EDMOND — Grant Gower gave a lecture to his U.S. History class at Deer Creek High School on former President Woodrow Wilson, his Fourteen Points speech and the League of Nations on Monday.
Then Gower left the room to get his “guest speaker.”
After a few moments of anticipation, a voice boomed from outside the classroom.
“Ladies and gentlemen, the president of the United States, Woodrow Wilson,” the voice said.
And in came Gower, dressed as the 28th president, with “Hail to the Chief” blaring from his iPhone speaker.
Gower, Deer Creek's head football coach, books all the best speakers for his classes.
Abraham Lincoln, Theodore Roosevelt, Franklin D. Roosevelt, Richard Nixon and Will Rogers are among the roughly 12 historical figures that annually visit Room 109 at Deer Creek High School.
Gower taught math for the first part of his career and then entered administration. When he came back to the classroom about 10 years ago, he began teaching history.
“It really is a way to get students motivated and get them involved,” Gower said. “In algebra, it's hard to come in as Pythagoras.”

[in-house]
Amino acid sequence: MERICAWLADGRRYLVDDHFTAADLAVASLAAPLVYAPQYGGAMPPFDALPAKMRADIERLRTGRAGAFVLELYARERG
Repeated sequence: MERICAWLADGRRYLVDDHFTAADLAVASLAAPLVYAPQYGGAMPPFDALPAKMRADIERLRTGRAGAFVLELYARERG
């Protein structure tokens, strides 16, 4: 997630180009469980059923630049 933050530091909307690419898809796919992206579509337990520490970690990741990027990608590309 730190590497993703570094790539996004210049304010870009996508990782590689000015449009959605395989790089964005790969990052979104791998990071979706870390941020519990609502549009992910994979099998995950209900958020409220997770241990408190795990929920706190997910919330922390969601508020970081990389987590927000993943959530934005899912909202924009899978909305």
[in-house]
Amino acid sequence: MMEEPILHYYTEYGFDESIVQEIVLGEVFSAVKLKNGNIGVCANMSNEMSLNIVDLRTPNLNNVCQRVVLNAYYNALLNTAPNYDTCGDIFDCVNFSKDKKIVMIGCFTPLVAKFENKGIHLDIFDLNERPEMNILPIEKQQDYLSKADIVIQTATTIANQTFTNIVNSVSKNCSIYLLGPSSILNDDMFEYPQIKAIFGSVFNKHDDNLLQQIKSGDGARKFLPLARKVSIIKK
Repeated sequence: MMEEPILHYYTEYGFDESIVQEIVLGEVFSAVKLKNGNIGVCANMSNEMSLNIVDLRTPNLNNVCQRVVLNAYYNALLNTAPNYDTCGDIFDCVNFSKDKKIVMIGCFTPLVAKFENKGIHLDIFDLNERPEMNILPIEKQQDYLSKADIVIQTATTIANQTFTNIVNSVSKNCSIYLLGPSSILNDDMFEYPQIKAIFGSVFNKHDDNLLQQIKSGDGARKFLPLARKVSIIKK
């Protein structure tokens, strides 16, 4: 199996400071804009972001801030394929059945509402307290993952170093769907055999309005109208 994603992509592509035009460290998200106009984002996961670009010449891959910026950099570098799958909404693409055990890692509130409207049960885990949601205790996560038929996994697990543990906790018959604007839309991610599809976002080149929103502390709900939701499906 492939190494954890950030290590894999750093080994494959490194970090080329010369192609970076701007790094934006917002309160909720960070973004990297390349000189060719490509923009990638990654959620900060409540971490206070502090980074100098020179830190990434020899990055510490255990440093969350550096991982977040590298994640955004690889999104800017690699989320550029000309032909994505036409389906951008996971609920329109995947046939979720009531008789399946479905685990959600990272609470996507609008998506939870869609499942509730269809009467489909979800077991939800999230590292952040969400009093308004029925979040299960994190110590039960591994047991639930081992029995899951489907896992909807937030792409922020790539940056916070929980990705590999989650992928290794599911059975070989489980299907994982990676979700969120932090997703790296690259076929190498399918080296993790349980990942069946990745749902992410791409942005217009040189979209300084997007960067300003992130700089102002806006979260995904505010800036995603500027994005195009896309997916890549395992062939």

Gower said he got the idea from the 1980s movie “Teachers.” In the movie, a teacher named Mr. Gower teaches history by dressing up as historical figures.
Wilson, a more academic president, is much tamer than some of Gower's other, more outlandish, characters. He recently came in as Theodore Roosevelt, the boisterous, adventurous 26th president.
After the Christmas break, Gower will come — in a wheelchair — as Franklin Roosevelt, the polio stricken president during the Great Depression and World War II.
“That is to illustrate that you can overcome anything,” Gower said of the wheelchair.
The first “guest” Gower has each year is Senator Henry Clay, known in his time for his powerful public speaking.
“He comes about the third or fourth day,” Gower said, adding, in character, “He talks about the ‘Compromise of 1850.'
“That's a big one to grab them; ‘Oh, OK. This isn't going to just be a traditional history class.'
“A big part of it is trying to bring some personalities to the textbook.”
To pull these acts off, Gower has to significantly change his voice. For Wilson, from New Jersey, he took on a Northeastern accent.
“God blessed me with the ability to use my voice in different ways,” said Gower, who also serves as Deer Creek's basketball announcer.
In addition to giving his students a unique way to learn history, Gower is fighting a stereotype.
“I'm trying to erase some of that stigma, of ‘Oh, he's a coach,'” Gower said. “Particularly as a head football coach, some might think that's all I do, instead of actually having an academic impact.”
Teaching and coaching go hand-in-hand, Gower said, because a lot of the skills you need to do one can apply to the other.
“The goal of all of this is that hopefully students will remember the League of Nations this way,” Gower said. “Hopefully they'll remember the elements of Teddy Roosevelt. I hope this can help trigger their memories.”